I’m fond of a really good psych album. One that has direction, drive and hooks I can really get my teeth into. You can imagine my delight when the latest album from LA psych rockers Hooveriii dropped into my inbox. Pronounced Hoover Three, the band was created by founder Bert Hoover. Hooveriii has grown to include Gabe Flores (lead guitar and vocals), Kaz Mirblouk (bass and synths), James Novick (synths), and Owen Barrett (drums). Hoover describes A Round of Applause as the bands pop record. I’ll let him explain further.
“I am not really a playlist guy or a singles guy, I’m really into the album experience.
So yeah, we made a pop record. But also, to me, this record is very progressive as well, and I think that that provides a nice balance.”
Psych Pop sounds right up my street so let’s dive in and see what the album has to offer.
We open on the sunny and exuberant ‘See’. A track that comes with bonus spring in its step. This optimism comes bounding out the speakers that you can’t help but be swept up in. There’s some nimble bass work on show working hand in hand with the groove the drums are laying down. A song of two halves ‘See’ evolves into this edgy and frenetic freakout which each time I listen it makes me want to jump about the room like a man possessed. This is how you open a record. Check out the fun video that accompanies this track.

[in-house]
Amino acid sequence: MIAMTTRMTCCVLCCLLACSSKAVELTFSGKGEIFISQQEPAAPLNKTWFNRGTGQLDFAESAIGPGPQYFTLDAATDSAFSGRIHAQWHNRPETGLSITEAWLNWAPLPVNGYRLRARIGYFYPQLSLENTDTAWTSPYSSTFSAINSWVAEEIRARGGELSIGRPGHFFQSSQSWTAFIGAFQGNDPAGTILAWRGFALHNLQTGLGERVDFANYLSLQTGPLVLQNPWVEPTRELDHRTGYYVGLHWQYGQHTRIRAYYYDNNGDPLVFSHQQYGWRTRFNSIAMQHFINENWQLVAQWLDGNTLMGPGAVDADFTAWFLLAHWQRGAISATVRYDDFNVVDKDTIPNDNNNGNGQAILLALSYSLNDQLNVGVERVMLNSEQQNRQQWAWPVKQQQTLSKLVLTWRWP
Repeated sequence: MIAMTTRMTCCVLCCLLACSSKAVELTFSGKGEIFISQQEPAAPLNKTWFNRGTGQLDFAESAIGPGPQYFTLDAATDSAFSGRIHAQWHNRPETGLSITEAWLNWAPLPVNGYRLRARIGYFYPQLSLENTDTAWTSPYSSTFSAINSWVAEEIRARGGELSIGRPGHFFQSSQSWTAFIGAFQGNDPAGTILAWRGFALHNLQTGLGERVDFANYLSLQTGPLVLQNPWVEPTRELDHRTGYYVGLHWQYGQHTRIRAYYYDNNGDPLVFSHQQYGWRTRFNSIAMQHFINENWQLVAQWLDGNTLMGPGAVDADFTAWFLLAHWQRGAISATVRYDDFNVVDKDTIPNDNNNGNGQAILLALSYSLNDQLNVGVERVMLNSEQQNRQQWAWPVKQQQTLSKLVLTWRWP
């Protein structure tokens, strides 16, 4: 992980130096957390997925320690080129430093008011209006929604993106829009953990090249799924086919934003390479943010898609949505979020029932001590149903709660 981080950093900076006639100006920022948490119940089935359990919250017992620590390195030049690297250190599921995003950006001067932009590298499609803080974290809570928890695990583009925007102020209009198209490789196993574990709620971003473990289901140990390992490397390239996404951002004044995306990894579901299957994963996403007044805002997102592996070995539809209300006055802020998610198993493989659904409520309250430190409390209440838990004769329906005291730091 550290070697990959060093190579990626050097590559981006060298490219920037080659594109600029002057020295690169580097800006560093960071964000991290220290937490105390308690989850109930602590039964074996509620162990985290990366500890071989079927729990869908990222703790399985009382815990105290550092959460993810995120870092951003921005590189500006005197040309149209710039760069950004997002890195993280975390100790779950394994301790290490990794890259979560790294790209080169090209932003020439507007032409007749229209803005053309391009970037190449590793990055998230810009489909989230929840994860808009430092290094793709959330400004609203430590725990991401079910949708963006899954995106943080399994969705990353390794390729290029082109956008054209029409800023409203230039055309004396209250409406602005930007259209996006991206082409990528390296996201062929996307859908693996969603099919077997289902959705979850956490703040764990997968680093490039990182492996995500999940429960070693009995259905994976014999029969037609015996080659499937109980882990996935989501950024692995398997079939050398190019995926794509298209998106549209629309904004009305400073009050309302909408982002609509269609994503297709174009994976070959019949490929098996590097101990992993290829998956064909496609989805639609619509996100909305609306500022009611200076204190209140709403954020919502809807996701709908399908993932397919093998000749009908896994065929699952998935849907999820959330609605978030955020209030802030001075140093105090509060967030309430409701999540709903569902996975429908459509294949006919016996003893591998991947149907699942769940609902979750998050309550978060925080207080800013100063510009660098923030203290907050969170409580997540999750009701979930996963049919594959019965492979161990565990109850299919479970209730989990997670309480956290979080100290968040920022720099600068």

We segue into the cacophonous intro to ‘Out Of My Time’. I love the build of tension over the verses that builds and builds keeping our attention firmly focused. The key guitar riff played throughout is deceptively simple but oh so important as it’s the foundation the band build this amazing soundscape on. Check out how the song unfolds in its second half. All members completely in simpatico giving everything to the music. It’s a joy to behold.
‘Water Lily’ is this double time wig out that revolves around a central guitar lick that slowly blossoms into this prog like vocal melody. This song just won’t sit still for a moment, seeming to scream KEEP UP to the listener. If you aren’t breathless by the end then I envy your constitution.
‘Twisted & Vile’ has the coolest intro on the album for sure. Bursting out the gates with that joyous abandon we’re slowly enjoying getting used to. The rhythm section is on fire throughout, bass filling gaps with these flourishes that have you punching the air. The lead guitar tracks the vocal melody adding a serpentine quality making it all appear effortless. Hoovers vocal is as always smooth and slickly delivered making him instantly likeable.
The band switch up their tack for ‘Time’. Channelling The Small Faces and amping up their attack to the max. Painting time as “the famous outlaw” Hoover tells us a tale set to the paisley patterned backdrop of soaring guitars and a pulsing backbeat. Do yourself a favour and really tune in to the drums on this one. The shuffle on the verses is just divine.